Researchers have proposed a new algorithm that can describe a gravitational signal caused by earthquakes with great accuracy. The procedure could help in improving early warning systems for earthquakes or tsunamis in the future.
Earthquakes send out signals that proliferate at the speed of light and can be recorded before the relatively slow seismic waves. These signals are sudden changes in gravity caused by a shift in the Earth's inner mass.
Recently, these signals called Prompt Elasto-Gravity Signals (PEGS) were tracked by seismic measurements. With the help of PEGS, it is possible to spot an earthquake very early, even prior to the arrival of destructive quakes or tsunami waves.
However, the gravitational effect of this phenomenon is so small that it only amounts to less than one-billionth of the planet's gravity, which means PEGS can only be recorded for powerful earthquakes.
Furthermore, the process of their generation is complex as they are not only produced directly at the quake's source but also persistently as the tremor waves propagate through the Earth's interior.
There has been no exact method to simulate the generation of PEGS signals on computers. For the first time, the algorithm proposed by researchers from the GFZ German Research Center for Geosciences can calculate PEGS signals with great accuracy and less effort.
The researchers were able to present that the signals enable conclusions to be drawn about the strength, duration, and mechanism of very strong earthquakes.
A tremor abruptly changes the rock slabs in the Earth's interior, thus also shifting the mass distribution in the Earth. This displacement can amount to several meters in powerful earthquakes.
"Since the gravity that can be measured locally depends on the mass distribution in the vicinity of the measuring point, every earthquake generates a small but immediate change in gravity," said researcher Rongjiang Wang.
However, every tremor also produces waves that change the density of rocks and gravitation for a short time. This oscillating gravity triggers secondary seismic waves.
"We faced the problem of integrating these multiple interactions to make more accurate estimates and predictions about the strength of the signals," said Torsten Dahm, head of GFZ section Physics of Earthquakes and Volcanoes.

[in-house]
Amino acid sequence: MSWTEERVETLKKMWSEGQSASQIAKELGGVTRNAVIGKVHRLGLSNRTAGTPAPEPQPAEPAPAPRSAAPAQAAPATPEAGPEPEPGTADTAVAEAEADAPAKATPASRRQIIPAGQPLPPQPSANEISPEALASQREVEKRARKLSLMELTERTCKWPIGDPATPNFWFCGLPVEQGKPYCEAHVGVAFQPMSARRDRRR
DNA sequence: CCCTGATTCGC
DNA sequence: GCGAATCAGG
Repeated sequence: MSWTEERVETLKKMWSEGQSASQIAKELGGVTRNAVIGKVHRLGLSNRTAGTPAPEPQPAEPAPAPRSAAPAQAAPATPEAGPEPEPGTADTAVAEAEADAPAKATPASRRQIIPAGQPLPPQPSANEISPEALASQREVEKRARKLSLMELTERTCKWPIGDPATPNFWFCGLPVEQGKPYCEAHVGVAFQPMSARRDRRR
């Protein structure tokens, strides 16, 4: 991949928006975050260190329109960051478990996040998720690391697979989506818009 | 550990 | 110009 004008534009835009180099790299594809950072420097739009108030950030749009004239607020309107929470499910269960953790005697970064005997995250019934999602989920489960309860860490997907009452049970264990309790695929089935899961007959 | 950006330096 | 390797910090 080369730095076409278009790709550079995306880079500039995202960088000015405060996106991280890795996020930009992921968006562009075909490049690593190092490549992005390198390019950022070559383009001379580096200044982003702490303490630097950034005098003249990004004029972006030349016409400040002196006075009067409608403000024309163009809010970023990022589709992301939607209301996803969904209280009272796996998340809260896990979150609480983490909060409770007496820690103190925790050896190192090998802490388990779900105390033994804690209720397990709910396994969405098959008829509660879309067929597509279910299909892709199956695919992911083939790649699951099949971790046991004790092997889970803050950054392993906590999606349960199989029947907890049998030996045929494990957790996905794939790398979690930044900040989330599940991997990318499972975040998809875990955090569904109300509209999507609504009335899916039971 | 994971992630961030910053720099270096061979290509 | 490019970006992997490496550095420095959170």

"Wang had the ingenious idea of adapting an algorithm we had developed earlier to the PEGS problem– and succeeded."
Spatial distribution of PEGS signal strength during the Tohoku quake in 2011, shortly before the arrival of the primary seismic wave. Image credit: Zhang, et al.
Sebastian Heimann, program developer and data analyst at GFZ explained how they tested their new algorithm, saying, "We first applied our new algorithm to the Tohoku quake off Japan in 2011, which was also the cause of the Fukushima tsunami."
"There, measurements on the strength of the PEGS signal were already available. The consistency was perfect. This gave us certainty for the prediction of other earthquakes and the potential of the signals for new applications."
Researchers added that by evaluating the changes in gravity further from the quake's epicenter off the coast, this method could be used in the future to identify whether a large earthquake is involved, which could trigger a tsunami.
"However, there is still a long way to go," said Wang. "Today's measuring instruments are not yet sensitive enough, and the environmentally induced interference signals are too great for the PEGS signals to be directly integrated into a functioning tsunami early warning system."
"Prompt elasto-gravity signals (PEGS) and their potential use in modern seismology" – Zhang, S. et al – Earth and Planetary Science Letters – DOI: 10.1016/j.epsl.2020.116150
An earthquake causes a sudden rock-mass redistribution through fault rupture and generates seismic waves that cause bulk density variations propagating with them. Both processes induce gravity perturbations whose signals propagate with the speed of light and therefore can arrive at remote stations earlier than the fastest elastic P wave. In turn, the gravity perturbations generate secondary seismic sources everywhere within the earth, a part of which around the observation locations can cause ground motion prior to the direct P wave arrival there, too. Recently, these so-called prompt elasto-gravity signals (PEGS) of large seismic events like the 2011 Mw 9.1 Tohoku earthquake have been detected using the data recorded by broadband seismometers and superconducting gravimeters. Though the physics of the PEGS has been well understood, the tools used so far for a realistic modelling of them are complicated and computationally intensive. In this study, we present a new and straightforward approach that solves the full-coupled elasto-gravitational boundary-value problem more accurately, but no more complicated than to compute synthetic seismograms in a conventional way. Using the new tool, we simulate the complete PEGS of the 2011 Tohoku earthquake based on a realistic kinematic finite-fault source model. Furthermore, we present a comprehensive investigation of potential uses of PEGS in modern seismology. As an example, we show particularly that the major source parameters like the moment magnitude, the rupture duration and the focal mechanism of a megathrust earthquake like the 2011 Tohoku earthquake can be estimated robustly using the measured PEGS data.
Featured image credit: Tohoku earthquake animation, NOAA/NWS/Pacific Tsunami Warning Center
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